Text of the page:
A Devotional Journey
led by Dr Gene Pearson
Thru the Bible in a Year
Psalm 73 addresses the question of why the wicked seem to prosper
and the righteous seem to suffer. It is linked in many regards to Psalm 49.
Psalm 74 is a prayer for God's help
both in the prospect of physical violence and the face of emotional abuse. This psalm appears to date from the time of the exile in Babylon (586 B.C.).
Psalm 75 is a song of reassurance to be sung by people under threat of attack
from their political enemies. It is thought to come from the time of the Assyrians (730 B.C.).
Psalm 76 celebrates God's protection of the holy city of Jerusalem.
This song may relate to the time of the Assyrians -- particularly the point when Sennacherib's army was decimated by God's intervention and had to abandon its attack (2 Kings 19:35).
Psalm 77 summarizes how God has worked in the writer's life.
The song opens with a reminiscence of a past prayer for God's help and ends an affirmation of His abundant and decisive answer.
Psalm 78 is a reminder of Israel's past sins and a warning not to repeat them.
The basis of present trust is most commonly depicted in the Psalms as the past actions and faithfulness of God.
Psalm 79 dates from the time of the exile to Babylon
and is a prayer for God's mercy and forgiveness. Taken with Psalm 77, which details God's saving actions under Moses, and Psalm 78 which details God's saving actions under David, this psalm is particularly moving.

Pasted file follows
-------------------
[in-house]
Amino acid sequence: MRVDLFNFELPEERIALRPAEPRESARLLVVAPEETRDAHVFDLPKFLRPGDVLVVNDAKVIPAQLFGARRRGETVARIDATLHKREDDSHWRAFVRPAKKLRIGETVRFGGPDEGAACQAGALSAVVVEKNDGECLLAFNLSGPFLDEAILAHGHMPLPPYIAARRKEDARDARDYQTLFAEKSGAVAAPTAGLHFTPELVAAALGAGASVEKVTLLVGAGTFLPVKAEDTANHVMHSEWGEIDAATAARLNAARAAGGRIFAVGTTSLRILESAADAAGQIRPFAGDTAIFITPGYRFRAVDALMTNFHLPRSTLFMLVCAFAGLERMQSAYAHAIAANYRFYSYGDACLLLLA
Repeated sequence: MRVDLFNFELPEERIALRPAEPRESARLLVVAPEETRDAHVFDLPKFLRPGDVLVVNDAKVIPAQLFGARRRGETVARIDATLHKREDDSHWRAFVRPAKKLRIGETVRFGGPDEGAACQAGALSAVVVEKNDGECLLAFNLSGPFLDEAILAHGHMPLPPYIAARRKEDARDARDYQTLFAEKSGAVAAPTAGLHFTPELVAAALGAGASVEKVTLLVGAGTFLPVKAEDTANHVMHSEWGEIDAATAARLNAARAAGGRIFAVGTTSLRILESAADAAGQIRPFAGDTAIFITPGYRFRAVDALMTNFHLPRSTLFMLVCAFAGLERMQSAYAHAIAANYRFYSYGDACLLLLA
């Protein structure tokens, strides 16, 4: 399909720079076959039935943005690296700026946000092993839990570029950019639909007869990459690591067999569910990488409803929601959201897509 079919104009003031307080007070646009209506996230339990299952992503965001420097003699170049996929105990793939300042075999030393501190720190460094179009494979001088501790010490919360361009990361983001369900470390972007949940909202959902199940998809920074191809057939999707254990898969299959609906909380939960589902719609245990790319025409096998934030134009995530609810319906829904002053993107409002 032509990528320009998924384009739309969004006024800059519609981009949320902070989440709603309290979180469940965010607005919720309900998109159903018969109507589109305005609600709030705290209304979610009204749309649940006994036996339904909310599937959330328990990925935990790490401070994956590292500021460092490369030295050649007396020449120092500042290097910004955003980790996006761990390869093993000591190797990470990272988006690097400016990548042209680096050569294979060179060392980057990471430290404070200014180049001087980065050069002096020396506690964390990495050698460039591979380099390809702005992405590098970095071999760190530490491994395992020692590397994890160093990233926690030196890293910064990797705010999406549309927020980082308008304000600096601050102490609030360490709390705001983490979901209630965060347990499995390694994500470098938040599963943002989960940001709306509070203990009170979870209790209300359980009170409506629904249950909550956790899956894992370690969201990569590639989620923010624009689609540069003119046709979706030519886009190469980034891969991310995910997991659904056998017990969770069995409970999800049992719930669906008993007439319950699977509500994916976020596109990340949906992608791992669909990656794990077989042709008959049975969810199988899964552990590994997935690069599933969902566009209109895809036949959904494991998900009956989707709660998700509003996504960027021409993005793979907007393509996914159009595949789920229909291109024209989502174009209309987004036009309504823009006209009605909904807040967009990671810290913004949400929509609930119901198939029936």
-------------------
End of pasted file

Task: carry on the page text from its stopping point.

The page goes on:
Psalm 80-83 are more psalms regarding national life and God's place in it.
They deal in turn with help after the exile, rejoicing in a new era (perhaps after the exile), and calling down God's judgment on pagan nations and their rulers.
We live in a world of consequences.
The Good News is that no matter what consequence we deserve, nothing can be as severe as the consequence from which God himself has saved us through Christ's death on the Cross. Therefore, we can be assured that He will be with us in any other king!
Think of something for which you need God's forgiveness today.
Then consider what this sin has resulted in your life. Ask God to help you even with the consequences of your sin and remember that He did that very thing for the people of Israel who could later sing about this salvation, and that He has continued to help people who do not deserve it throughout all periods of history -- including our own.
Let God help you make a new start.
© A. Eugene Pearson 2010